Of more interest than the town itself are the day trip options from San Cristobal de las Casas, visiting fascinating local communities, and enjoying the natural beauty of canyons, waterfalls and lakes.
The quite spectacular Sumidero Canyon is less than an hour from San Cristobal, with cliffs up to a thousand metres high.
There is plenty of birdlife along the canyon, and river crocodiles that can reach over four metres in length.
The cave of the colours is home to a small shrine, and unusual rock formations.
El Árbol de Navidad or the Christmas Tree Waterfall is one of the most incredible waterfalls I’ve seen (and I’ve seen quite a few), even with almost no water flowing over it. I couldn’t really understand the base of algae covered unusual rock formations until we got up close, a surreal and amazing sight.
After 34km we reached the turnaround point for the cruise at the Chicoasén Dam, completed in 1980, before returning the way we came.
Chiapa de Corzo is the nearest town to the canyon, with a couple of things of interest to see. Fuente Colonial is an elaborate sixteenth century fountain, while Templo de Santo Domingo de Guzmán is another colourful red and white church.
There are a number of self-governing communities in the local region who maintain their ancient ways, including a religion that combines Christian and Mayan practices. Some are closed to visitors, but the two closest are open for a quick explore, though photography inside churches and of individuals is generally prohibited, and enforced with camera confiscation. They’re best visited with a guide, and respect shown to their culture and beliefs.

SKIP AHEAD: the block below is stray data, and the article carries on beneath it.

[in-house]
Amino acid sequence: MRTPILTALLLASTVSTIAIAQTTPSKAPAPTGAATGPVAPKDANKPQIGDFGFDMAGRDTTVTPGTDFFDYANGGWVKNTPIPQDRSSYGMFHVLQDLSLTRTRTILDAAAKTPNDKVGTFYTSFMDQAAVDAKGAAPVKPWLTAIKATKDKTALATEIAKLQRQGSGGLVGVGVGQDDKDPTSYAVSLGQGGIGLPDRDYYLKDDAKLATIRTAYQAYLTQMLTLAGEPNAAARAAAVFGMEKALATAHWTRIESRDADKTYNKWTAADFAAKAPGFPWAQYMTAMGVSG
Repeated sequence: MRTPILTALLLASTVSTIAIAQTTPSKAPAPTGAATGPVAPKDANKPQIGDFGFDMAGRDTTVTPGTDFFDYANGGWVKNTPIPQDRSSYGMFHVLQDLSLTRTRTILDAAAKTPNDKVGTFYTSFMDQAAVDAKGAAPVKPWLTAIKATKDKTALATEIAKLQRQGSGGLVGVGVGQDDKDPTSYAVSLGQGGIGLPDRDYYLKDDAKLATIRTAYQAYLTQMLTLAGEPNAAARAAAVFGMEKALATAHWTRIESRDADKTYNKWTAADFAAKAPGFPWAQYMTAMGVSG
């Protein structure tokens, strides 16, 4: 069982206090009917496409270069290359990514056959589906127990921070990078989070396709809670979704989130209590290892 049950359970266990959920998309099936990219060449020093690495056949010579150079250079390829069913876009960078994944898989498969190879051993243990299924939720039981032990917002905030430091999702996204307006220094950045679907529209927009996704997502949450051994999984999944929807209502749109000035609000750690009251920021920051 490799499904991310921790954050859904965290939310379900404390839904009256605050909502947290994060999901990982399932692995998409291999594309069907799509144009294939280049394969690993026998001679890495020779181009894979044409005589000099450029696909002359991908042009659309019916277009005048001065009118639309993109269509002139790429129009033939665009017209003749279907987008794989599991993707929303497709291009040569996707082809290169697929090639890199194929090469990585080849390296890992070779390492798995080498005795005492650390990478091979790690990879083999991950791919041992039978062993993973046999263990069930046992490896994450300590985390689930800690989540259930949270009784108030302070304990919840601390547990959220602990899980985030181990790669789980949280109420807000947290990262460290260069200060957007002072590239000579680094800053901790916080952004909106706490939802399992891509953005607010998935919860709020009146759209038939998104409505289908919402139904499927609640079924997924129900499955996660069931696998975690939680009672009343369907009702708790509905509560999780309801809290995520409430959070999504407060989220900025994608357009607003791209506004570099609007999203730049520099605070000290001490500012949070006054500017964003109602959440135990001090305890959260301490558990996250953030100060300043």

San Juan Chamula is home to a vibrant Sunday market and a striking two hundred year old church. No photos are allowed inside, but it’s not like other churches, with no pews, a floor covered in pine needles, huge numbers of lit candles (generating a lot of heat), and lots of offerings.
The nearby San Lorenzo de Zinacantán is a huge flower producer, with the hillside covered in greenhouses, and home to another attractive church. Local men outside were summoning the rain god through setting off homemade explosives in their hands.
A near twelve hour round trip takes in the natural beauty of the El Chiflón waterfalls and beautiful lakes of Parque Nacional Lagos de Montebello.
El Chiflón has a series of cascading waterfalls, the highest falling 120m into turquoise waters below. A stunningly beautiful place as these photos hopefully demonstrate.
Unfortunately the sunshine had disappeared by the time we reached Laguna Tziscao, Laguna Bosque Azul, Laguna La Cañada, and Lago Montebello in Parque Nacional Lagos de Montebello, and the photo stops were excessively generous. Made for an anti-climatic end to a long (nearly twelve hours) day in a bus.